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Champs-Elysées District

8th Arrondissement
M° Concorde, Etoile, Franklin Roosevelt, Champs-Elysées-Clémenceau, George V.

The Avenue des Champs Elysées is perhaps one of the world’s most recognized streets, but its history is actually quite recent. Up until the end of the 18th century it was still just a field with cows. Under the Second Empire it became the height of fashion, lined with private mansions and dance halls. Today it’s quite hard to find anything of historical interest, since much of the street’s character has been completely transformed by airline offices, cinemas and car showrooms. But despite this modernization, the tree-lined Champs Elysées remains an impressive avenue framed by the dramatic Arc de Triomphe. Parisians gather here faithfully for annual events such as the Bastille Day parades and the finish of the Tour de France, and to see the sparkling holiday light displays.

The most pleasant area of the Champs Elysées, between the Rond-Point and the Place de la Concorde, has no shops at all, just leafy gardens, chestnut trees and a few pavilions built for the 1900 Universal Exhibition. One of the nicer buildings, the Pavillon Elysée (at the Carré Marigny) was lovingly renovated and reopened in 2003 as a Lenôtre cooking school, café and boutique. Next door is the Théâtre de Marigny, designed by Garner in 1853, where Offenbach performed his popular operettas. The Marché aux Timbres (vintage stamps and post cards) takes place outside every Thursday, Saturday and Sunday.

Peeking above the trees on the other side of the avenue is the majestic Grand Palais, a 20th-century Art Nouveau exposition center and home to the Palais de la Découverte interactive science museum and planetarium. Next door is the Petit Palais, also built for the 1900 Universal Exhibition. It houses the city’s Musée des Beaux-Arts, and was wonderfully restored and reopened in 2006.

The President’s House
Set well back from the Champs Elysées and surrounded by vast gardens, it’s easy to miss the Palais de l’Elysée (at the corner of the Avenue Gabriel and Avenue de Marigny). This very private presidential palace is only open to the public once a year during the Journées Patrimoines (National Heritage Days).

If window shopping isn’t your thing, take a short detour up the Avenue Franklin D. Roosevelt to the exquisite Musée Jacquemart-André (158 Boulevard Haussmann). Formerly the private mansion of the art collecting couple Edouard André and Nélie Jacquemart, this museum beautifully presents their original furnishings and impressive collection of 18th-century French, Flemish and Italian masterpieces. There’s also an elegant café open for lunch and afternoon tea.

Continue to the top of the Champs Elysées, where the Arc de Triomphe sits proudly at the intersection of 12 avenues known as the Place du Général de Gaulle (although Parisians still refer to it by the original name, l’Etoile, which means star). Commissioned by Napoléon in 1806 to honor the Imperial Army, the massive 167ft arch took 30 years to complete (under Louis-Philippe). The Arc de Triomphe has become the symbolic centerpiece for many important historical events such as the funeral processions of Napoléon and Victor Hugo. The nation still cringes at the memory of Hitler’s occupying troops marching beneath the arch in WWII, and the joy when General de Gaulle’s liberation forces did the same in 1944. At the base of the arch lies the Tomb of the Unknown Soldier and the Eternal Flame (maintained every evening at 6pm) in honor of those lost in WWI.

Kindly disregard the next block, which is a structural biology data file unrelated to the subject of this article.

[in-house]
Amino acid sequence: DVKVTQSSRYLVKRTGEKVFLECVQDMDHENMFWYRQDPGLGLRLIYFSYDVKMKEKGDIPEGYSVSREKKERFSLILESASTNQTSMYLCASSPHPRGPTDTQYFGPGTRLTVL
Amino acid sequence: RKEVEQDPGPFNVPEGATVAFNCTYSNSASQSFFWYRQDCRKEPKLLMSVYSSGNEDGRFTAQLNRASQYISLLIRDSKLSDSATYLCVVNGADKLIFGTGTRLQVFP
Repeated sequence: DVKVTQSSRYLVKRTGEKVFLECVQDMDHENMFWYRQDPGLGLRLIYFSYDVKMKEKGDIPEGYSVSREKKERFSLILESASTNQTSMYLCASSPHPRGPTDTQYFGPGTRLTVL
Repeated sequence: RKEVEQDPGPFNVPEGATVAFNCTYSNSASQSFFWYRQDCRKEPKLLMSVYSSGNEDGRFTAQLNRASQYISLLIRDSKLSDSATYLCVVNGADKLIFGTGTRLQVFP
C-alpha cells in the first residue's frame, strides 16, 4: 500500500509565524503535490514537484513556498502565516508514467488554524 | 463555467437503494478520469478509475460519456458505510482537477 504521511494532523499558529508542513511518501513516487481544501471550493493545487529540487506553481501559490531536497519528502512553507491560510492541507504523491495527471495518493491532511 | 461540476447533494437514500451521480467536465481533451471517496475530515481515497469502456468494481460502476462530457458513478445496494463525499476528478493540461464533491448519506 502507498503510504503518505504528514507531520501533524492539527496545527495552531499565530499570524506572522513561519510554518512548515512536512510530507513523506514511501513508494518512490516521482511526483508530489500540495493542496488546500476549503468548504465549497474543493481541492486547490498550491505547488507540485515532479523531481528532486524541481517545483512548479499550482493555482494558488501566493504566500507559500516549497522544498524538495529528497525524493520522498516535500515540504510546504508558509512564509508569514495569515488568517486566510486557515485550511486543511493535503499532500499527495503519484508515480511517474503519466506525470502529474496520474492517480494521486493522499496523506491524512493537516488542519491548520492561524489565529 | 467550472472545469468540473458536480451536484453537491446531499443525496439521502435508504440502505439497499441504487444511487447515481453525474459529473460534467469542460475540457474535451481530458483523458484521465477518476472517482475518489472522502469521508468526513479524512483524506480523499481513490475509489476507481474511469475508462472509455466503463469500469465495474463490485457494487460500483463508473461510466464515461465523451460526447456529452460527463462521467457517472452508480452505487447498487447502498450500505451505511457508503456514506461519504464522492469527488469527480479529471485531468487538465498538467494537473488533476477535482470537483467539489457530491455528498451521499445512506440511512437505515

How to Get Deported: The Eternal Flame was extinguished during the 1998 World Cup celebrations when two drunken tourists from Mexico reportedly urinated on it. Just the year before, an Australian tourist was arrested for trying to cook an egg over the flame.

It’s definitely worth a visit to the open terrace on top of the Arc de Triomphe. From here you can get the best views of the Voie Triomphale, a line of monuments stretching north-south from the Grande Arche de La Défense to the Pyramide du Louvre. This sight is particularly fantastic to watch as the sun sets and the city lights up.

Warning: Don’t try reaching the arch by crossing the busiest intersection in Paris! Use the underground pedestrian passages from the Avenue des Champs-Elysées or the Avenue de la Grande Armée.

Shopping de Luxe!
The highest concentration of luxury boutiques and haute couture showrooms can be found in the 8th arrondissement’s Golden Triangle, made up of the Avenue des Champs Elysées, the Avenue Montaigne, and the Avenue George V. Another street dripping with pearls and platinum cards is the Rue du Faubourg St-Honoré, which turns into the slightly hipper Rue St-Honoré after the Rue Royale.

Those with a bit of extra time can take a ride through the luxury residential district of Courcelles on Bus 30 (from the top of Avenue Wagram outside the Arc de Triomphe, direction Gare de l’Est) to the chic Parc Monceau (Boulevard de Courcelles, 16th M° Monceau), an 18th-century English-style garden with theatrical landscaping touches such as a Corinthian colonnade, Egyptian pyramids and even a Renaissance arcade from the original Hôtel de Ville burnt down during the Commune. The gardens, enclosed by a gold-tipped wrought-iron fence, are surrounded by elegant mansions. One of these is the Musée Nissim de Camondo (63 Rue de Monceau), a museum of 18th-century decorative arts set in the private mansion Hôtel Camondo.

Russian Cathedral
The Tsar Alexander II funded the construction in 1861 of the Russian Orthodox Cathédrale St-Alexandre-Nevski (12 Rue Daru), with five golden domes based on the architecture of the St-Petersburg Fine Arts Academy. The interior is richly decorated with mosaics and magnificent icons.